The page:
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A Keālia

C. Pueo Pata

“A Keālia” is a mele that was inspired both by the elements and geography apparent from the area around the wetlands of Keālia, Maʻalaea, Maui, and by my previous un-attached status at the time when the manaʻo for this composition was first conceived in 1999. This mele kaʻapuni travels around the Keālia area depicting the natural elements and geographic features seen about these wetlands. A closer look might reveal that this mele could also metaphorically portray the journey of someone desperate to find love.

A Keālia aku nei au lā
I ka pua ʻana mai a ka Hau

Huli aku i ke kai o Ānehe lā
Kai hāwana nehe mālie

He manaʻo i ka uka Puʻu Anu lā
Pili mai hoʻi ʻo Puʻu Moe

ʻO ke oe makani i ke kula lā
Ualo aku i Kamaʻomaʻo

ʻO ka mao a ka ua Nāulu lā
Ahuwale mai Puʻu o Kali

E kali nō wau i ʻaneʻi lā
I ka pua ʻana mai o ke kō

ʻO ke kō a ka wai o Waikapū lā
Kapu wale ʻoe naʻu hoʻokahi

Haʻina ʻia mai ka ʻiʻini lā
Kuʻu lei nani, lei pua kō

ʻAe, ua noa i ka lele a ka manu lā
He inoa no Kuʻu-lei-pua-kō

 

© C. Pueo Pata, 1999

Kealia - starrs

photo credit: Forest & Kim Starr

An aerial view of the coastal wetlands of Keālia and the surf of Ānehe at Maʻalaea, Maui o Kama. Cody Pueo Pata identifies Keālia as the place at which he received the inspiration for his mele. Keālia, he explains, “literally means ‘the salt bed,’ as the ‘alaea beds of Keālia were anciently used for evaporating sea water in the production of salt. However, the name ‘Keālia’ is a play on of the word ‘alia – to wait (command form).’” The second line of the mele, Pata continues, ”speaks of the cool Hau breeze, the resident wind of the Keālia area. However, the wind name ‘Hau’ is a play on the word ‘hau – to lay before, as a sacrifice or prayer.’ Therefore, the first verse can be taken to mean, ‘I am forced to wait as I lay forth that which I am offering.’” Conventional wisdom views Hawaiian poetry as unsophisticated—as lacking in texture, depth, and control. Misconceptions of this sort are readily dispelled by careful examination of the dual nature of the key words and place names that appear in the remaining verses of “A Keālia.” Pata advises us that, from this point forth, his mele, “can alternately be looked upon as a description of the process that a love-desperate person takes when commissioning the efforts of the kahuna hana aloha in securing love.”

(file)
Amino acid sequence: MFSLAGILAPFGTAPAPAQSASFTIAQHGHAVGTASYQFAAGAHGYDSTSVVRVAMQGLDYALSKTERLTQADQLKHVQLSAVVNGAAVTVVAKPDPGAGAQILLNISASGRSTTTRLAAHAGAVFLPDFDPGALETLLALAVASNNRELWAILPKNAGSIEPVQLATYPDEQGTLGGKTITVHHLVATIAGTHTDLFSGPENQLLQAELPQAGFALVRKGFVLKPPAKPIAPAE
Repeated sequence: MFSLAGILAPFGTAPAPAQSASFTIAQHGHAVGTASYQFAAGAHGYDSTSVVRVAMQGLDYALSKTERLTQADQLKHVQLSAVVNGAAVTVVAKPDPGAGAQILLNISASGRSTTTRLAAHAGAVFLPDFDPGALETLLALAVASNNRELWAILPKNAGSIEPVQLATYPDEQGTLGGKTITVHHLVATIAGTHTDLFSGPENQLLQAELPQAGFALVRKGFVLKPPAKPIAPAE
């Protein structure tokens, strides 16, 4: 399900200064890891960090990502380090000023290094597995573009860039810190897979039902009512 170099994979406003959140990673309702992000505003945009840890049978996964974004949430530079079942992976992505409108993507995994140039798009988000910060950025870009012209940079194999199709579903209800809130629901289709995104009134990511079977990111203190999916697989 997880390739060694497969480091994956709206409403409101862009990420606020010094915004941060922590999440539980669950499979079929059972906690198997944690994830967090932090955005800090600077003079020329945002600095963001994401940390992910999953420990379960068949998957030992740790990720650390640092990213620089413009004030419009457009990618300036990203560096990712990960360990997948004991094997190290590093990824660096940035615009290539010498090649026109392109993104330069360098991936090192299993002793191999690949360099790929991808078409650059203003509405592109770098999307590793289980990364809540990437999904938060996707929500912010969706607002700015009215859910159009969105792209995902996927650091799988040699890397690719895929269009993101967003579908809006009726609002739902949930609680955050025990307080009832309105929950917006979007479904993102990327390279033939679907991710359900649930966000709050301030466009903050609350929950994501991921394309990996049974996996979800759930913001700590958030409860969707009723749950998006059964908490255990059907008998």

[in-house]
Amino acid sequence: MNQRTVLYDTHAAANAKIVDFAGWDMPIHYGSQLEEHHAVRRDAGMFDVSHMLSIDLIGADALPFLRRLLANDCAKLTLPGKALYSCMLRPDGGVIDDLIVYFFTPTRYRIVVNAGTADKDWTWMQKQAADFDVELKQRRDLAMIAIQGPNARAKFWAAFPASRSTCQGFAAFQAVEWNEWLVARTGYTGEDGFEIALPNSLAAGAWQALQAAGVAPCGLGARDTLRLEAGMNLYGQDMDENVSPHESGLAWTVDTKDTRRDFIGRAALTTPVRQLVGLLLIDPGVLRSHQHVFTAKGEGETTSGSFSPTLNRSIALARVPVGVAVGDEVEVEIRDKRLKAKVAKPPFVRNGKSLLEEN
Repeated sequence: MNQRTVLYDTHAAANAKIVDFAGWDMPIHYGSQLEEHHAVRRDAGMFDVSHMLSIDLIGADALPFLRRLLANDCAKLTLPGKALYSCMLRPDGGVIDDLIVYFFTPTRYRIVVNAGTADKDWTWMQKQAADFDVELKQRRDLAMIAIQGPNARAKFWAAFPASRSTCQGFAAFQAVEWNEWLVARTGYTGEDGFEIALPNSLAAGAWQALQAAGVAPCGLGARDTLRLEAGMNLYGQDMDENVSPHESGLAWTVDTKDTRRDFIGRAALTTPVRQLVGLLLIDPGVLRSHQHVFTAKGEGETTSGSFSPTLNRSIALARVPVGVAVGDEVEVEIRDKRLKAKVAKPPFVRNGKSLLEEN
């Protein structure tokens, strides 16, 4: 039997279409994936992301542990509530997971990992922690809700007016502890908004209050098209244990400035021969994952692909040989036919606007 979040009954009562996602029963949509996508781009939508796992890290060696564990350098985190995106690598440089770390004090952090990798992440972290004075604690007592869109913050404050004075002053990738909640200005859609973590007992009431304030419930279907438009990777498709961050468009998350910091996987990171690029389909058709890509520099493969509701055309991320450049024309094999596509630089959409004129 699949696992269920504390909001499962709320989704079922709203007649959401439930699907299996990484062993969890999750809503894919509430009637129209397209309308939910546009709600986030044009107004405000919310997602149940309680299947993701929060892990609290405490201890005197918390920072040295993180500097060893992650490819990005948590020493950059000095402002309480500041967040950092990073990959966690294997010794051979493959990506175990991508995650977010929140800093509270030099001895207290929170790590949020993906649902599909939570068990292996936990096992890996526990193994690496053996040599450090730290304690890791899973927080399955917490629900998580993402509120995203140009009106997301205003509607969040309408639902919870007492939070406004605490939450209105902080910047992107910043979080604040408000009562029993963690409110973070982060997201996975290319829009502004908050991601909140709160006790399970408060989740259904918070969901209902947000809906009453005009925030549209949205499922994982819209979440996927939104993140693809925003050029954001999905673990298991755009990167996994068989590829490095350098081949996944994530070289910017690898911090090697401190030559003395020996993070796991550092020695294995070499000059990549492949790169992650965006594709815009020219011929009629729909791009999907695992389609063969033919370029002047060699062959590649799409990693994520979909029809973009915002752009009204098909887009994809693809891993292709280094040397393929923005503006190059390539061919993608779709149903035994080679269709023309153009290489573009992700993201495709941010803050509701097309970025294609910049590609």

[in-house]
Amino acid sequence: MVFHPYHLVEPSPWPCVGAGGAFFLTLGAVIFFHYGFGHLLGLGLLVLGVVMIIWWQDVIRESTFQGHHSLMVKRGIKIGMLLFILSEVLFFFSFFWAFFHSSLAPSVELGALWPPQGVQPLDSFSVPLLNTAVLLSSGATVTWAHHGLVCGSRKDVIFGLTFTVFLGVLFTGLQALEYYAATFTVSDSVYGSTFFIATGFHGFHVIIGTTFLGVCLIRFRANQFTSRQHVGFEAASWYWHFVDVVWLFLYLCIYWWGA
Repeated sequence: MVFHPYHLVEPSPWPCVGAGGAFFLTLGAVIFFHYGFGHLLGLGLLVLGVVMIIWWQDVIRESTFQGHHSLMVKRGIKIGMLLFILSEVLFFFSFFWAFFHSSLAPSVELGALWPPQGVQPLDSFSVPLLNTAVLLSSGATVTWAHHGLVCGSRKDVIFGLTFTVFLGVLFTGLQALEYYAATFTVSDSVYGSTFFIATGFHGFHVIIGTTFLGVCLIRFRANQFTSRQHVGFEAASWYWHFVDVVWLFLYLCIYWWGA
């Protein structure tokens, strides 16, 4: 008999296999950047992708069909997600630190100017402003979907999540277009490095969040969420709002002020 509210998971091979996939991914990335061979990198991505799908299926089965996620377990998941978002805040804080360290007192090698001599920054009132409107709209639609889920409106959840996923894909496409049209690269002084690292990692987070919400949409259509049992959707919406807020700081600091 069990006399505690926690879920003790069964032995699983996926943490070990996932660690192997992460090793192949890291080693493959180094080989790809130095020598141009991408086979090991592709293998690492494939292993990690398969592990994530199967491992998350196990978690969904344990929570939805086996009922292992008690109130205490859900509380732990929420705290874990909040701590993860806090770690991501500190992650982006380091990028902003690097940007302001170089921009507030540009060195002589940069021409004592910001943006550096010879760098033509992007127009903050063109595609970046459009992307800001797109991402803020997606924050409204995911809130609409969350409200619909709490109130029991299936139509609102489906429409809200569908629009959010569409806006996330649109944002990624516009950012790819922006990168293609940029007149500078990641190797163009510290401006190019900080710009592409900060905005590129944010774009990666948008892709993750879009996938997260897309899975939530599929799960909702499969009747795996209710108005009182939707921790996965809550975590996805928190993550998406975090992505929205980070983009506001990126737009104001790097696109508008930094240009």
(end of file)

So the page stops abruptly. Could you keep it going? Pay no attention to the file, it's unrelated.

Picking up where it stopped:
Pua ko - starrs

photo credit: Forest & Kim Starr

Ka pua ʻana mai o ke kō – The flowering of the kō.




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